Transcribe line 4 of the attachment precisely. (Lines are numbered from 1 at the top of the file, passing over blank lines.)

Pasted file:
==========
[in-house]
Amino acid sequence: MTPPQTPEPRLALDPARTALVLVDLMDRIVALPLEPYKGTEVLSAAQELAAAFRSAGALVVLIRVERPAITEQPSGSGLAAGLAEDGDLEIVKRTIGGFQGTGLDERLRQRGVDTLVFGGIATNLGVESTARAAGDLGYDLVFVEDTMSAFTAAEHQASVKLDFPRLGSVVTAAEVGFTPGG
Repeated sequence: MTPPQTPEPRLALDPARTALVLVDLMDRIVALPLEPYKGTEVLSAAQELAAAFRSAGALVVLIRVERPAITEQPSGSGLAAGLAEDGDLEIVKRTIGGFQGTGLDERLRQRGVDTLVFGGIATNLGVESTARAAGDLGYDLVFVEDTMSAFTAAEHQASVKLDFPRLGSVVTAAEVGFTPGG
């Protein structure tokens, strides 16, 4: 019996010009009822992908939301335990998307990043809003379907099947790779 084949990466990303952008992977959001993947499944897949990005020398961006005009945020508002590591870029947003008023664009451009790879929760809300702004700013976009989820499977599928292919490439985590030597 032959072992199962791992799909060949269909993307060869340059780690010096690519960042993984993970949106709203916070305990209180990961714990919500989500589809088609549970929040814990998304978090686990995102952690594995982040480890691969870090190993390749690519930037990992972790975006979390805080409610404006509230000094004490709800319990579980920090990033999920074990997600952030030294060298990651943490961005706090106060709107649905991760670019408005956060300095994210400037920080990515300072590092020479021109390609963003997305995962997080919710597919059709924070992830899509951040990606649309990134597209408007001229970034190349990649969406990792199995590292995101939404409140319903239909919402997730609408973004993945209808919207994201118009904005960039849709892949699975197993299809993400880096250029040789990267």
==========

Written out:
């Protein structure tokens, strides 16, 4: 019996010009009822992908939301335990998307990043809003379907099947790779 084949990466990303952008992977959001993947499944897949990005020398961006005009945020508002590591870029947003008023664009451009790879929760809300702004700013976009989820499977599928292919490439985590030597 032959072992199962791992799909060949269909993307060869340059780690010096690519960042993984993970949106709203916070305990209180990961714990919500989500589809088609549970929040814990998304978090686990995102952690594995982040480890691969870090190993390749690519930037990992972790975006979390805080409610404006509230000094004490709800319990579980920090990033999920074990997600952030030294060298990651943490961005706090106060709107649905991760670019408005956060300095994210400037920080990515300072590092020479021109390609963003997305995962997080919710597919059709924070992830899509951040990606649309990134597209408007001229970034190349990649969406990792199995590292995101939404409140319903239909919402997730609408973004993945209808919207994201118009904005960039849709892949699975197993299809993400880096250029040789990267």